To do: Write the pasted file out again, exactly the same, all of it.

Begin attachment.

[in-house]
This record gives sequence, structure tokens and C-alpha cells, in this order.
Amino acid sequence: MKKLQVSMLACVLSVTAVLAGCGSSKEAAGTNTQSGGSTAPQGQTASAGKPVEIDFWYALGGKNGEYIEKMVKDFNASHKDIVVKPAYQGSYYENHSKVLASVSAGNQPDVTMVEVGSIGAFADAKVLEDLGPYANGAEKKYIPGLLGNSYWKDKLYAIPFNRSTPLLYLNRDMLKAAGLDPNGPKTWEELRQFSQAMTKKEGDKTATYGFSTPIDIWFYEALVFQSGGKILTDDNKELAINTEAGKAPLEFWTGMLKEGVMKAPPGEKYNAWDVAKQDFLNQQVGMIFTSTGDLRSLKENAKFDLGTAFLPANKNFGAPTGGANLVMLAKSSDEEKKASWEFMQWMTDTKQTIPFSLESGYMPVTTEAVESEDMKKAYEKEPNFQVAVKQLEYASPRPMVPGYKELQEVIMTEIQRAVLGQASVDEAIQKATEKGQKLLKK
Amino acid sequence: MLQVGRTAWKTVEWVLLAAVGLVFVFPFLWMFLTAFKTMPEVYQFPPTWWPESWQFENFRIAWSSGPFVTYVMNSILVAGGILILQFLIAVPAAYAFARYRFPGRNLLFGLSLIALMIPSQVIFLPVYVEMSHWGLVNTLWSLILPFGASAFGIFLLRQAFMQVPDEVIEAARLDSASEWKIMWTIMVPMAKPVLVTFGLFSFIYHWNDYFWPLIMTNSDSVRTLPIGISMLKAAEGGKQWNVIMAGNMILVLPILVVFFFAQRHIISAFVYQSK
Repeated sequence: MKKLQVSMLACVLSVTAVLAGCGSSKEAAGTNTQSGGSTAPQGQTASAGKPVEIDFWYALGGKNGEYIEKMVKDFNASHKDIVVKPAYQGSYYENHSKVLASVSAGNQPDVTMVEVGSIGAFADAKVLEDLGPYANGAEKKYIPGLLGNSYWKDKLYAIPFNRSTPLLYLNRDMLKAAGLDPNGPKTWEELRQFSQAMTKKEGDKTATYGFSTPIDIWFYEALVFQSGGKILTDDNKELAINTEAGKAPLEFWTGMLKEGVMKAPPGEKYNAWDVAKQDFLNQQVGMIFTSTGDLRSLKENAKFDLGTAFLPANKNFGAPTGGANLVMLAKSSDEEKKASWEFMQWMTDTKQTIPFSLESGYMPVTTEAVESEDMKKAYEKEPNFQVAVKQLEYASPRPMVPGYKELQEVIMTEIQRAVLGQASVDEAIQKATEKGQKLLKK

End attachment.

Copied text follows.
[in-house]
This record gives sequence, structure tokens and C-alpha cells, in this order.
Amino acid sequence: MKKLQVSMLACVLSVTAVLAGCGSSKEAAGTNTQSGGSTAPQGQTASAGKPVEIDFWYALGGKNGEYIEKMVKDFNASHKDIVVKPAYQGSYYENHSKVLASVSAGNQPDVTMVEVGSIGAFADAKVLEDLGPYANGAEKKYIPGLLGNSYWKDKLYAIPFNRSTPLLYLNRDMLKAAGLDPNGPKTWEELRQFSQAMTKKEGDKTATYGFSTPIDIWFYEALVFQSGGKILTDDNKELAINTEAGKAPLEFWTGMLKEGVMKAPPGEKYNAWDVAKQDFLNQQVGMIFTSTGDLRSLKENAKFDLGTAFLPANKNFGAPTGGANLVMLAKSSDEEKKASWEFMQWMTDTKQTIPFSLESGYMPVTTEAVESEDMKKAYEKEPNFQVAVKQLEYASPRPMVPGYKELQEVIMTEIQRAVLGQASVDEAIQKATEKGQKLLKK
Amino acid sequence: MLQVGRTAWKTVEWVLLAAVGLVFVFPFLWMFLTAFKTMPEVYQFPPTWWPESWQFENFRIAWSSGPFVTYVMNSILVAGGILILQFLIAVPAAYAFARYRFPGRNLLFGLSLIALMIPSQVIFLPVYVEMSHWGLVNTLWSLILPFGASAFGIFLLRQAFMQVPDEVIEAARLDSASEWKIMWTIMVPMAKPVLVTFGLFSFIYHWNDYFWPLIMTNSDSVRTLPIGISMLKAAEGGKQWNVIMAGNMILVLPILVVFFFAQRHIISAFVYQSK
Repeated sequence: MKKLQVSMLACVLSVTAVLAGCGSSKEAAGTNTQSGGSTAPQGQTASAGKPVEIDFWYALGGKNGEYIEKMVKDFNASHKDIVVKPAYQGSYYENHSKVLASVSAGNQPDVTMVEVGSIGAFADAKVLEDLGPYANGAEKKYIPGLLGNSYWKDKLYAIPFNRSTPLLYLNRDMLKAAGLDPNGPKTWEELRQFSQAMTKKEGDKTATYGFSTPIDIWFYEALVFQSGGKILTDDNKELAINTEAGKAPLEFWTGMLKEGVMKAPPGEKYNAWDVAKQDFLNQQVGMIFTSTGDLRSLKENAKFDLGTAFLPANKNFGAPTGGANLVMLAKSSDEEKKASWEFMQWMTDTKQTIPFSLESGYMPVTTEAVESEDMKKAYEKEPNFQVAVKQLEYASPRPMVPGYKELQEVIMTEIQRAVLGQASVDEAIQKATEKGQKLLKK